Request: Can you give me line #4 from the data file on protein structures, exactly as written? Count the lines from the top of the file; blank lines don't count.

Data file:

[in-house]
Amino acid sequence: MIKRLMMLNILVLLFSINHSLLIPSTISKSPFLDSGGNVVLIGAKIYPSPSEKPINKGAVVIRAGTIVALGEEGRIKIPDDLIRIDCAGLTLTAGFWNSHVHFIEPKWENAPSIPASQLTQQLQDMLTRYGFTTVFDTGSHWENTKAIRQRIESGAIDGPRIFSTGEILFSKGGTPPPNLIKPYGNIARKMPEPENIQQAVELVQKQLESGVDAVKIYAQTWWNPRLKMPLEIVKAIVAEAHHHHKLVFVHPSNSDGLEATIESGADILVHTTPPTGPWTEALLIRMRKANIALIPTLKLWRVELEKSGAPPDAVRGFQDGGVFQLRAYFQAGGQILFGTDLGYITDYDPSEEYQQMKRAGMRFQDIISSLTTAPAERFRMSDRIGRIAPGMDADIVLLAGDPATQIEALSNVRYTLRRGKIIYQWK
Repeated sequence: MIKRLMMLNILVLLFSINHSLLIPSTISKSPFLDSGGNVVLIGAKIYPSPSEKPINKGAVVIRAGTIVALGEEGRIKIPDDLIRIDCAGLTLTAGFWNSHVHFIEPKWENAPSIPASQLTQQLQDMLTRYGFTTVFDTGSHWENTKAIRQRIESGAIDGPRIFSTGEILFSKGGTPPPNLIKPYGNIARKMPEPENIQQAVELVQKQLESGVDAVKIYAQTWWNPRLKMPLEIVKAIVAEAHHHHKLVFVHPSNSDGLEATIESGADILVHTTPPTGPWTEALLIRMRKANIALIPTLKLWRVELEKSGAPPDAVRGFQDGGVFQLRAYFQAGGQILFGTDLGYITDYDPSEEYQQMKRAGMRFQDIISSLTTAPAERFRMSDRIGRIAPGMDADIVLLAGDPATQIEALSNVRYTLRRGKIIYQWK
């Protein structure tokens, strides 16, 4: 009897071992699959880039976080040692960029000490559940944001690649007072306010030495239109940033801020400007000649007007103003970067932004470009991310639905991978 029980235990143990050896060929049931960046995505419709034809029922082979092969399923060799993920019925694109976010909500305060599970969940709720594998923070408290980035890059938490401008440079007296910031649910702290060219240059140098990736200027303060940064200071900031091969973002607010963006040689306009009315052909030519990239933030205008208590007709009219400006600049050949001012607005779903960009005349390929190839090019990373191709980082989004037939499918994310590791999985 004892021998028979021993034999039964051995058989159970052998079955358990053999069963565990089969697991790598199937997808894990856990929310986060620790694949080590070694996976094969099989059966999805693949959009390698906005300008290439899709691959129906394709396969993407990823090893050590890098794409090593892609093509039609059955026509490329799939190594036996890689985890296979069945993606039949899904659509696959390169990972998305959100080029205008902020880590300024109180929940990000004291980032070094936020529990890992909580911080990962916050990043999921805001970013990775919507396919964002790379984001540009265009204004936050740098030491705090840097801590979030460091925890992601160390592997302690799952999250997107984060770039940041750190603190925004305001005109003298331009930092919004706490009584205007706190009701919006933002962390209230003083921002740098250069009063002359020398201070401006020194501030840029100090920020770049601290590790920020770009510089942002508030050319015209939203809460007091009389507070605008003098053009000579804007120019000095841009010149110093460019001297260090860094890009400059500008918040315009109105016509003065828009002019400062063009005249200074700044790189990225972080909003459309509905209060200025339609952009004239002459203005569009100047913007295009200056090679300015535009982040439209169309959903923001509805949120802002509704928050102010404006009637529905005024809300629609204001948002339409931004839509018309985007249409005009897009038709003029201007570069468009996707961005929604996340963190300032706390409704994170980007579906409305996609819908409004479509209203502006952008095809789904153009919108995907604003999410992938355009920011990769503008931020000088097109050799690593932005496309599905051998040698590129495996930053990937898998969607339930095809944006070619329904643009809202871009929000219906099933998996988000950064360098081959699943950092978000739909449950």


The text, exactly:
């Protein structure tokens, strides 16, 4: 009897071992699959880039976080040692960029000490559940944001690649007072306010030495239109940033801020400007000649007007103003970067932004470009991310639905991978 029980235990143990050896060929049931960046995505419709034809029922082979092969399923060799993920019925694109976010909500305060599970969940709720594998923070408290980035890059938490401008440079007296910031649910702290060219240059140098990736200027303060940064200071900031091969973002607010963006040689306009009315052909030519990239933030205008208590007709009219400006600049050949001012607005779903960009005349390929190839090019990373191709980082989004037939499918994310590791999985 004892021998028979021993034999039964051995058989159970052998079955358990053999069963565990089969697991790598199937997808894990856990929310986060620790694949080590070694996976094969099989059966999805693949959009390698906005300008290439899709691959129906394709396969993407990823090893050590890098794409090593892609093509039609059955026509490329799939190594036996890689985890296979069945993606039949899904659509696959390169990972998305959100080029205008902020880590300024109180929940990000004291980032070094936020529990890992909580911080990962916050990043999921805001970013990775919507396919964002790379984001540009265009204004936050740098030491705090840097801590979030460091925890992601160390592997302690799952999250997107984060770039940041750190603190925004305001005109003298331009930092919004706490009584205007706190009701919006933002962390209230003083921002740098250069009063002359020398201070401006020194501030840029100090920020770049601290590790920020770009510089942002508030050319015209939203809460007091009389507070605008003098053009000579804007120019000095841009010149110093460019001297260090860094890009400059500008918040315009109105016509003065828009002019400062063009005249200074700044790189990225972080909003459309509905209060200025339609952009004239002459203005569009100047913007295009200056090679300015535009982040439209169309959903923001509805949120802002509704928050102010404006009637529905005024809300629609204001948002339409931004839509018309985007249409005009897009038709003029201007570069468009996707961005929604996340963190300032706390409704994170980007579906409305996609819908409004479509209203502006952008095809789904153009919108995907604003999410992938355009920011990769503008931020000088097109050799690593932005496309599905051998040698590129495996930053990937898998969607339930095809944006070619329904643009809202871009929000219906099933998996988000950064360098081959699943950092978000739909449950």